Sunday, December 30, 2012

Grout and About

When I was nobbut a bairn, I thought one of the lines in the Monkees I'm A Believer was "There's not a trace of grout in my tiles". I'm not sure what childhood trauma led me to believe that was the most likely interpretation, but I've recently come to accept that this was a true description of the well-used areas of my current kitchen counter. So, for Crimbo, I bought STB a grout removal tool.

It was a bit late, in a way, since the main reason to have good grout on the kitchen counter is to have a germ-free countertop on which to roll christmas cake marzipan and icing, make the christmas pies and so on, which were already done. In fact, once we got round to applying it, the grout removal tool removed a great deal more confectioners' sugar and flour paste from between the tiles than it did remaining grout.

We watched about five hours of how-to video on regrouting before we tackled it. Despite areas of the 'grout' being only flour paste, the grout removal took approximately four eons, and the actual grouting about 20 minutes. (The removal tool performed wonderfully - it just takes that long. If we'd followed the advice of YouTube and used a screwdriver or a nail file or whatever else their terrible recommendations were, we'd still be at it.)

The flat bits grouted easily, with a float, and the curved bits were done, as YouTube assured us was quite kosher, with index fingers. In this case, we believed YouTube.

One of the issues with this particular 1971 house is this thing, seen here set in the nice new grouty countertop.

It's a wooden chopping board, which cannot be lifted up - it's set in a metal surround that is accessed from underneath, and when you remove the whole arrangement, there's a gaping hole in the counter that's about three inches deep and goes straight down into the pan cupboard. It's also not flush with the countertop - the ring is flush but the wood rises up about four millimeters above it, almost as though it was there to keep something from touching the countertop itself.  Ours is about  30 by 45 centimeters.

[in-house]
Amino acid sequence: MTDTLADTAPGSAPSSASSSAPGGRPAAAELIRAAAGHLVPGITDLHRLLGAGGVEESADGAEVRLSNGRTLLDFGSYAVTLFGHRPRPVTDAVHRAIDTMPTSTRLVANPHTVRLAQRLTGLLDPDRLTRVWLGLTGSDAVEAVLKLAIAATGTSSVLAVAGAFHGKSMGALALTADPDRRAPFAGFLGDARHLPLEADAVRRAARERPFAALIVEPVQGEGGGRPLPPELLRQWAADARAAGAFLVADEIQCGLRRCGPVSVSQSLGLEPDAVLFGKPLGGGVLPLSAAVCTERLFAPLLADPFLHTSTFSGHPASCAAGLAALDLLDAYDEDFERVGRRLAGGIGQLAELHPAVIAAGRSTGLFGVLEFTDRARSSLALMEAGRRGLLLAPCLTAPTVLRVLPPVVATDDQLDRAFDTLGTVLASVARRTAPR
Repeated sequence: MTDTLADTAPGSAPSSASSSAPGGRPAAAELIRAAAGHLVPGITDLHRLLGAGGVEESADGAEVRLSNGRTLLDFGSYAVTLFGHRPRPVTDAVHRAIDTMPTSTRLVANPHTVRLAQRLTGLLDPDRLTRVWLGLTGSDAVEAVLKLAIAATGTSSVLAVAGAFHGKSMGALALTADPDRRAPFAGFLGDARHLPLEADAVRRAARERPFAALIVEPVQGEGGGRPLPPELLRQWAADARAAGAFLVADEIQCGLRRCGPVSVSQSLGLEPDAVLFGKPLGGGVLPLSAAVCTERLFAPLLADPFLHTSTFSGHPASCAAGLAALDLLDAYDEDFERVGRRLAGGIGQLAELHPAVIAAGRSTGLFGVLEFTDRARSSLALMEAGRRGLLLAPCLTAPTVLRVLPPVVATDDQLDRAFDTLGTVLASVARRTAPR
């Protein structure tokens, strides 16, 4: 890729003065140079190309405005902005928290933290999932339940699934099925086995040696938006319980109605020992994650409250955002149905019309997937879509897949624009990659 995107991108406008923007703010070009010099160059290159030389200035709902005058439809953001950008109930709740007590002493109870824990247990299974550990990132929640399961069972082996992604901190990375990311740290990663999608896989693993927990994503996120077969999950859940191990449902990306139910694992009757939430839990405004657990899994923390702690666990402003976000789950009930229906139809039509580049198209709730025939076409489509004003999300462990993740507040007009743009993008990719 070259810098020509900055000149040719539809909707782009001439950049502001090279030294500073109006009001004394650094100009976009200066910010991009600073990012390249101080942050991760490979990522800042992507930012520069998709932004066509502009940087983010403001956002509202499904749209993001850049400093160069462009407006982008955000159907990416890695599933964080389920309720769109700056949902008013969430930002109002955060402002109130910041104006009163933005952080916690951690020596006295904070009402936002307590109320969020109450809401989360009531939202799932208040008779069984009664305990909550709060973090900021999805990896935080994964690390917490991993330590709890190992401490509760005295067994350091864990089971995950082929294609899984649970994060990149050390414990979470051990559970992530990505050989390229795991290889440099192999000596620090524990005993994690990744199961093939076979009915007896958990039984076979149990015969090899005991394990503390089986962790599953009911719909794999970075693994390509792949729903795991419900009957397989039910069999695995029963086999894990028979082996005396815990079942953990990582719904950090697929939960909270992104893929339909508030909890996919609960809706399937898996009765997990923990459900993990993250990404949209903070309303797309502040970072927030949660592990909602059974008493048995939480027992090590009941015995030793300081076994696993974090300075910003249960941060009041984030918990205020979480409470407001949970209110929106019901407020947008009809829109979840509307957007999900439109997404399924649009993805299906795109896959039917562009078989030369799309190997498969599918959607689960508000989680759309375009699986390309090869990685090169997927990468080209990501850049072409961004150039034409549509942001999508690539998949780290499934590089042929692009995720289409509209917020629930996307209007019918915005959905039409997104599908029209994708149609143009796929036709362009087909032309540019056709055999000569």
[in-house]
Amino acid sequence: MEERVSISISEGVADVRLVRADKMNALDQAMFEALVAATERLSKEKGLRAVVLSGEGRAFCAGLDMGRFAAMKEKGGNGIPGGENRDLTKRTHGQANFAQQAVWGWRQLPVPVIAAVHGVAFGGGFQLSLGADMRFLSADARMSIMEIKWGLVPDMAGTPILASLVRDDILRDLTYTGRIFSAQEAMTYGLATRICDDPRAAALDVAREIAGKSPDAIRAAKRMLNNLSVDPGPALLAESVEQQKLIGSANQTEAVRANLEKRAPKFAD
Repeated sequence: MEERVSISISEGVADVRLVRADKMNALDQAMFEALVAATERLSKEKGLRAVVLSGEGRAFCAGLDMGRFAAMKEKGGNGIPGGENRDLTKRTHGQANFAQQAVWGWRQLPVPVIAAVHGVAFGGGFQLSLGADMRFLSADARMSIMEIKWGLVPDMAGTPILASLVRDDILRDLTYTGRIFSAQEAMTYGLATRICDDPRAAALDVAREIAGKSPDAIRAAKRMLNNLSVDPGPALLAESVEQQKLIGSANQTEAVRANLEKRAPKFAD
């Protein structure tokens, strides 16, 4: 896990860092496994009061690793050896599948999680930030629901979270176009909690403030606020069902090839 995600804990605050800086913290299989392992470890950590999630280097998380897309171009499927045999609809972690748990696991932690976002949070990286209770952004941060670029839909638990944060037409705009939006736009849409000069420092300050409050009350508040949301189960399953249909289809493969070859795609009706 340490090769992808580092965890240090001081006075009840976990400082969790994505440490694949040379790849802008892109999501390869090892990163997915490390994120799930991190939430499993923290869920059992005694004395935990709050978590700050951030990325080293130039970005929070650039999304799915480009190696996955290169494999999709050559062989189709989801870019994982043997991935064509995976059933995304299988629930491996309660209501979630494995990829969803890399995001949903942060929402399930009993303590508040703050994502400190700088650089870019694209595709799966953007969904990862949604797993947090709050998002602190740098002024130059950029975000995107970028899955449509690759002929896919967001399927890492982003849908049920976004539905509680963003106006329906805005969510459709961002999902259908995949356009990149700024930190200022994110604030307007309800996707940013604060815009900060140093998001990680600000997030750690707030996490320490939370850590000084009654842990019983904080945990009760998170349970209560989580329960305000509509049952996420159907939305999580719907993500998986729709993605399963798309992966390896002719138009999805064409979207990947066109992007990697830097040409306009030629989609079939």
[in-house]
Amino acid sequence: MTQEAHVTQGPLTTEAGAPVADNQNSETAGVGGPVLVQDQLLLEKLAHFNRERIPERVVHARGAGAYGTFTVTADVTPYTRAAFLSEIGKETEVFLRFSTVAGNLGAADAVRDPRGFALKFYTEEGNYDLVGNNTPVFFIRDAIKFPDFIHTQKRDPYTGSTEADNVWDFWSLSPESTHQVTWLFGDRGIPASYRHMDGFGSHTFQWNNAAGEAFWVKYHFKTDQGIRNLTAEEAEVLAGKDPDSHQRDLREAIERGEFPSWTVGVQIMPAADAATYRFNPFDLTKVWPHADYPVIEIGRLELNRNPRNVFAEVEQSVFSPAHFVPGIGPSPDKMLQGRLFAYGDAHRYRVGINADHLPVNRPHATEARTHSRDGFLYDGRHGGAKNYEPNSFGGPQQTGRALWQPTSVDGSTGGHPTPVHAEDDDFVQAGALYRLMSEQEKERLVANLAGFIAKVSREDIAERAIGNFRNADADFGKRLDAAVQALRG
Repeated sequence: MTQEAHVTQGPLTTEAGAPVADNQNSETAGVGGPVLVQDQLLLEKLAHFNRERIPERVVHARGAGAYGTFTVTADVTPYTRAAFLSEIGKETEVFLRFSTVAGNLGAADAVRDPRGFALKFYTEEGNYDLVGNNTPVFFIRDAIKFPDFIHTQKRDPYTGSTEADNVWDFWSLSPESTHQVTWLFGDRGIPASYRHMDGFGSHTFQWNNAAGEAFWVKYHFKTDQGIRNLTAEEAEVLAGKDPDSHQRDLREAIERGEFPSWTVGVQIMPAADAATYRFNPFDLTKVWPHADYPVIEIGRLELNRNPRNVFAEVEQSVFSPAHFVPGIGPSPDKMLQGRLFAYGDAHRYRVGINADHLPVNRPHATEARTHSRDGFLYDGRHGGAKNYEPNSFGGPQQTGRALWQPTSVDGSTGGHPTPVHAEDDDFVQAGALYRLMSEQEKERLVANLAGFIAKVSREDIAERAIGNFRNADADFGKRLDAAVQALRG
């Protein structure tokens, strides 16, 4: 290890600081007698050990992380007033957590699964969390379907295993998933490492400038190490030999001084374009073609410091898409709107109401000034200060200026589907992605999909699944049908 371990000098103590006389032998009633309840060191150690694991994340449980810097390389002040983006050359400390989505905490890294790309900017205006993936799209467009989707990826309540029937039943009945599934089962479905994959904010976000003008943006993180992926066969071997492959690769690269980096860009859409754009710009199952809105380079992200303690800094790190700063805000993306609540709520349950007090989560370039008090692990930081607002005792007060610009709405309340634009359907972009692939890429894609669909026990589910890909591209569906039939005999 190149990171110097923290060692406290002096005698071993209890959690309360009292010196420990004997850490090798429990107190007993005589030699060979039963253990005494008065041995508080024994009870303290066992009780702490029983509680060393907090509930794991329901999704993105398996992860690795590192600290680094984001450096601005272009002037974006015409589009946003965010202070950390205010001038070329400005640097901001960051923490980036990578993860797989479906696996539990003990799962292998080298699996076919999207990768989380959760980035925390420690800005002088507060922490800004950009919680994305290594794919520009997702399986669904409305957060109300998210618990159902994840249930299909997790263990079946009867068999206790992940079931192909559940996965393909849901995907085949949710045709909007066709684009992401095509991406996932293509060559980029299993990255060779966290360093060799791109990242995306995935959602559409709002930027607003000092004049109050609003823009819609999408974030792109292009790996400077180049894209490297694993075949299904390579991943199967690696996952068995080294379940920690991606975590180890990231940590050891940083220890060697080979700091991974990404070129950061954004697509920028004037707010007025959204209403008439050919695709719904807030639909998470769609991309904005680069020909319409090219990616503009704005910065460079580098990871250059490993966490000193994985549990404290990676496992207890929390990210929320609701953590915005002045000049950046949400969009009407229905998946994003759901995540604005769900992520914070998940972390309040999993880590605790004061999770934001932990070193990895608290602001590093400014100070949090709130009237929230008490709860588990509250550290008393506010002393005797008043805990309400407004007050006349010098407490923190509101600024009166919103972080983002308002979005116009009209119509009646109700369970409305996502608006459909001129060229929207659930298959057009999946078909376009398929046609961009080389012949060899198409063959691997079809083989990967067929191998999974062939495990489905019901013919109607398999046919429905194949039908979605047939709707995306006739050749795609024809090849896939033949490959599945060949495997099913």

STB removed the board, but, in replacing it after the regrouting, we lost one of the three metal doohickeys that jack it into place in its ring and hold it tight. This sent us on a Web Adventure!

It turns out that a lot of 70's houses have these metal holes in the counter. For a long time they were believed by kitcheyologists to be "Hootie Rings" but eventually an ancient sage was found who remembered that they were in fact Hudee frames, originally made by the Hudee Manfacturing Co.

If this triggers any subliminal Goatse flashbacks, sorry in advance.

There is of course a remanufacturer of Hudee rings, Vance Industries, and so we were able to order replacement doohickeys (they are actually lug bolts, and they come in sets of six, not three).  But on reading through Vance's site, and following up with the incredibly useful Retrorenovation site, we saw that apart from sinks, Hudee made trivets, not wooden cutting boards.

A trivet is a thingumajig that holds hot pans above a surface. Hudee's were made of tempered glass in nice flowery 1970s patterns.  Interestingly enough, when we first moved in, the wooden cutting board had a big circular burn mark on it, exactly like one that would be produced if someone used to using a trivet had placed a hot pan on it to cool down rather than risking the pan contacting the counter below!

Our kitchy sense tingled. We've decided that our house must have come with a nice tempered glass trivet which at some point someone broke, or attempted to remove from its Hudee frame with a knife or similar no-no and dropped it, and it's been replaced by a modern little-pieces-of-wood-glued-together chopping block, which was cut to size and held on with the remaining few doohickeys. (We believe a lug is lost to a parallel dimension every time a Hudee frame is replaced.)

Although I'm not one of the paranoids who think germs thrive on wooden cutting boards - wood takes care of bacteria by itself, assuming you clean properly after use and regularly use vinegar to disinfect - I can see why a nice glass trivet-cum-cutting board was the original idea.

STB ground the board down to remove the burn and I fed the raw wood 6 ounces of mineral oil to reseal it. Sitting there in its nice new grout surround it looks great. Happy new year Lyle's kitchen!


KaliDurga said...

That is a beautiful cutting board! But, dammit, you reminded me that my tub's beginning to need re-grouting, and that the re-caulking I did a handful of months ago is already gone wonky. Blargh. Homeownership is not what it's cracked up to be.

Pam Kueber said...

What a delightful saga! I especially appreciate your courageous creation of all-new words for mysterious doohickey thingamabobs. I may have to add a few of your terms to my own retrolingua. xoxo pam

Peromyscus said...

Thanks, Pam - and thanks for the tips on your site.

Kali, when it comes to re-caulking I'm sure the answer is, like regrouting, to use your index finger rather than any fancy tools.

KaliDurga said...

My index finger is what I use! But then I end up with caulk all over myself.


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